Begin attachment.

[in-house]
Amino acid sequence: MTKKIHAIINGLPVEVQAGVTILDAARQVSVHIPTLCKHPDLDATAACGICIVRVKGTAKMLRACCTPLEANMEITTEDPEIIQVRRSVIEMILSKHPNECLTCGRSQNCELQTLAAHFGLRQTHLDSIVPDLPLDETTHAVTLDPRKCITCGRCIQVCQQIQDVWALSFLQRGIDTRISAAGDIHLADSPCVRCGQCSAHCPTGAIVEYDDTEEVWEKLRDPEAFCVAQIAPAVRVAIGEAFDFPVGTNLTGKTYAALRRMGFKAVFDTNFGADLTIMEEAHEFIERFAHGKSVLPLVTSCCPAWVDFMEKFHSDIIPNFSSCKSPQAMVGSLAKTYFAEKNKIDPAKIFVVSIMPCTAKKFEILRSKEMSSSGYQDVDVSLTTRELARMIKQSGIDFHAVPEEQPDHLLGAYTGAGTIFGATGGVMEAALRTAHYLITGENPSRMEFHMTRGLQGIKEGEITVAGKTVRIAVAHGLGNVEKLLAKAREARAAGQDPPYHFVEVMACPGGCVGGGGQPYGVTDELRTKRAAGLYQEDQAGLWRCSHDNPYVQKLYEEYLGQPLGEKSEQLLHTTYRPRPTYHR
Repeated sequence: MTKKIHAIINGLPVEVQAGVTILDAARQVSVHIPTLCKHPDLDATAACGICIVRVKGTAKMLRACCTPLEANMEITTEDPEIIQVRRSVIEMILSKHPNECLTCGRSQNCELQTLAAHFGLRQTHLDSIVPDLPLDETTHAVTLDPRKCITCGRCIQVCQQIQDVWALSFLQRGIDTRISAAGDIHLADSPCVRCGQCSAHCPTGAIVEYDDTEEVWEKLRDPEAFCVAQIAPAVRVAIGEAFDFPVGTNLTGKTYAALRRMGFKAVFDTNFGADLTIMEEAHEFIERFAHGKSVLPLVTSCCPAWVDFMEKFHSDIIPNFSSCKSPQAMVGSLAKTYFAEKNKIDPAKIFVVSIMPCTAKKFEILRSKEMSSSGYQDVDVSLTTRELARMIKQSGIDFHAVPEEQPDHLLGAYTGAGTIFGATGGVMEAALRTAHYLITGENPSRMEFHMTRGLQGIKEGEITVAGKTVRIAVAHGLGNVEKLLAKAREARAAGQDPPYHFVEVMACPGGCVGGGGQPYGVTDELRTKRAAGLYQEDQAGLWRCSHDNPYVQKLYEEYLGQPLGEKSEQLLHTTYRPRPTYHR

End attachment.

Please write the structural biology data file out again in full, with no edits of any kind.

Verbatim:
[in-house]
Amino acid sequence: MTKKIHAIINGLPVEVQAGVTILDAARQVSVHIPTLCKHPDLDATAACGICIVRVKGTAKMLRACCTPLEANMEITTEDPEIIQVRRSVIEMILSKHPNECLTCGRSQNCELQTLAAHFGLRQTHLDSIVPDLPLDETTHAVTLDPRKCITCGRCIQVCQQIQDVWALSFLQRGIDTRISAAGDIHLADSPCVRCGQCSAHCPTGAIVEYDDTEEVWEKLRDPEAFCVAQIAPAVRVAIGEAFDFPVGTNLTGKTYAALRRMGFKAVFDTNFGADLTIMEEAHEFIERFAHGKSVLPLVTSCCPAWVDFMEKFHSDIIPNFSSCKSPQAMVGSLAKTYFAEKNKIDPAKIFVVSIMPCTAKKFEILRSKEMSSSGYQDVDVSLTTRELARMIKQSGIDFHAVPEEQPDHLLGAYTGAGTIFGATGGVMEAALRTAHYLITGENPSRMEFHMTRGLQGIKEGEITVAGKTVRIAVAHGLGNVEKLLAKAREARAAGQDPPYHFVEVMACPGGCVGGGGQPYGVTDELRTKRAAGLYQEDQAGLWRCSHDNPYVQKLYEEYLGQPLGEKSEQLLHTTYRPRPTYHR
Repeated sequence: MTKKIHAIINGLPVEVQAGVTILDAARQVSVHIPTLCKHPDLDATAACGICIVRVKGTAKMLRACCTPLEANMEITTEDPEIIQVRRSVIEMILSKHPNECLTCGRSQNCELQTLAAHFGLRQTHLDSIVPDLPLDETTHAVTLDPRKCITCGRCIQVCQQIQDVWALSFLQRGIDTRISAAGDIHLADSPCVRCGQCSAHCPTGAIVEYDDTEEVWEKLRDPEAFCVAQIAPAVRVAIGEAFDFPVGTNLTGKTYAALRRMGFKAVFDTNFGADLTIMEEAHEFIERFAHGKSVLPLVTSCCPAWVDFMEKFHSDIIPNFSSCKSPQAMVGSLAKTYFAEKNKIDPAKIFVVSIMPCTAKKFEILRSKEMSSSGYQDVDVSLTTRELARMIKQSGIDFHAVPEEQPDHLLGAYTGAGTIFGATGGVMEAALRTAHYLITGENPSRMEFHMTRGLQGIKEGEITVAGKTVRIAVAHGLGNVEKLLAKAREARAAGQDPPYHFVEVMACPGGCVGGGGQPYGVTDELRTKRAAGLYQEDQAGLWRCSHDNPYVQKLYEEYLGQPLGEKSEQLLHTTYRPRPTYHR